Immediate summit reaction
Written by Simon Tilford, 09 December 2011
This week’s summit will do little to solve the fundamentals of this crisis. What has been agreed is definitely not a fiscal union, there is no agreement to close any of the institutional gaps in the eurozone, such as the lack of any real fiscal union or pan-eurozone backstop to the banking sector. Without these two things the crisis will continue to worsen. Market reaction – spreads have jumped sharply. Italian yields are back up to close to 7 per cent, up around two-thirds of a percentage point.
The package of measures is a ‘fiscal union’ in name only. There is no joint debt issuance, no shared budget, and no mechanism to transfer monies between the participating countries. It is little more than a Stability Pact with lipstick. Essentially, it hard-wires pro-cyclical fiscal austerity into the institutional framework of the eurozone, with no quid quo pro in terms of a commitment to move gradually to debt mutualisation.
However, fiscal austerity alone will not solve the crisis. Indeed it has become part of the crisis. Such a strategy has already failed in the periphery and threatens to make a bad situation in Spain and Italy even worse. What the eurozone needs is economic growth, and this agreement further worsens the outlook for that.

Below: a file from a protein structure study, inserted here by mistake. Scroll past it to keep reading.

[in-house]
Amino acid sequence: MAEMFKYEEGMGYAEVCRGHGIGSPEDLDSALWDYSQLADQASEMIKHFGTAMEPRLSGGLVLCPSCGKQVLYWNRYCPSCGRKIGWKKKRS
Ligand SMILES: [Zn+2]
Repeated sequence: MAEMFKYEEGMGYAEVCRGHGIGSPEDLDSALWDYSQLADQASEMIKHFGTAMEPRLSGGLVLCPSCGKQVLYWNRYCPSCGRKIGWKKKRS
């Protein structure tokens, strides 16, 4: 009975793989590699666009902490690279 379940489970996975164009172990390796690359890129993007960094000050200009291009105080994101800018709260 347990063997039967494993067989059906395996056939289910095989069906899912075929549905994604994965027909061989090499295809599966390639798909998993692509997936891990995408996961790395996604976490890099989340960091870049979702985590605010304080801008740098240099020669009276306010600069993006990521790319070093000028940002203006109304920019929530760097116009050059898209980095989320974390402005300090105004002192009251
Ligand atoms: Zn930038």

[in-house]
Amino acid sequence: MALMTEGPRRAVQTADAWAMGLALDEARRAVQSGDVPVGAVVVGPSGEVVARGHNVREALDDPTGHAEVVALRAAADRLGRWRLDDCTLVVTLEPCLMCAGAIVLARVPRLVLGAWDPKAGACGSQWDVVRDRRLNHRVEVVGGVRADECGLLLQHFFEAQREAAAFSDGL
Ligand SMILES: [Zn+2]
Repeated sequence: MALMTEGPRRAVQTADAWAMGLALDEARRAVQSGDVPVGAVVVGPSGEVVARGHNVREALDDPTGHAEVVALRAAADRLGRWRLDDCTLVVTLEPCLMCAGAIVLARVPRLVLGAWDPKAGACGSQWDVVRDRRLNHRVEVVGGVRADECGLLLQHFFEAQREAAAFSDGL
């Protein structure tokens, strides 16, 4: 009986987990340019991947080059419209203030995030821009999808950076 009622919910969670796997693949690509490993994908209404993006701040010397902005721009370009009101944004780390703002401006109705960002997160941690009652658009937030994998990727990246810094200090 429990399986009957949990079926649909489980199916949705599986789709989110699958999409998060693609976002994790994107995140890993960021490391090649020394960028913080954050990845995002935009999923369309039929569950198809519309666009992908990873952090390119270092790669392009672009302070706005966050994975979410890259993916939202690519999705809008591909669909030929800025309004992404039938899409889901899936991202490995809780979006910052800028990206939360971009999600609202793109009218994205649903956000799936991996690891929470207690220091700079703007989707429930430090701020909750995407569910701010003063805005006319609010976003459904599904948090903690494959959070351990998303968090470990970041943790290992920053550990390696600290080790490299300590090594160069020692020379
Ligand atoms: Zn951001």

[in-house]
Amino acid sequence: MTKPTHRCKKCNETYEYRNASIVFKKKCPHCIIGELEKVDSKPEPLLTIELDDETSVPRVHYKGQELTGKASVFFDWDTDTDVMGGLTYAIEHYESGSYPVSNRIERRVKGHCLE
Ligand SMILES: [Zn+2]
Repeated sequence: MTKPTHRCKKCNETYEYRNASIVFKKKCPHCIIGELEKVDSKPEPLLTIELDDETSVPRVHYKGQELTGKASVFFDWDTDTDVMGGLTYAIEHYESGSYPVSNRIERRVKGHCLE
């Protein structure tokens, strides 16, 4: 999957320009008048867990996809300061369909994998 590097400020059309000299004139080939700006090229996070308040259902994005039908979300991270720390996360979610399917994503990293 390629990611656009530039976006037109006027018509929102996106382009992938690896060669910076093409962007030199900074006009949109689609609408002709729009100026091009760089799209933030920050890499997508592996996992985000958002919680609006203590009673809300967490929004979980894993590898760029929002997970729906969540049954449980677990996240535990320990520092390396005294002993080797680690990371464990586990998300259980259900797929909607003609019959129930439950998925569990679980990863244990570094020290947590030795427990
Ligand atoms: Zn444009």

But does the agreement at least give the Germans cover to back more substantive solutions to the crisis, such as debt mutualisation? Similarly, does it provide sufficient cover for the ECB to step up its buying of struggling eurozone countries government bonds? This is little indication of any thaw in the German opposition to debt mutualisation. And the longer the crisis goes on, the riskier Eurobonds become for Germany economically and hence politically: the bigger the crisis, the larger the impact debt mutualisation would have on Germany’s own borrowing costs, and hence the political difficulty of taking the step.
Does the agreement open the way for greater ECB action to stem the crisis? The ECB has stepped up support for the eurozone’s struggling banking sector. For example, banks will be able to borrow from the ECB on longer maturities, but there is no indication that it will dramatically increase its bond buying or set targets for borrowing costs. Opposition on the ECB’s governing council to the provision of additional support to the banking sector was apparently strong. The idea that they can engage in the scale of bond-buying needed to dispel fears of default looks a little far-fetched at this juncture, but who knows. The ECB certainly couldn’t intervene indefinitely anyway. It would need to be accompanied by institutional reforms.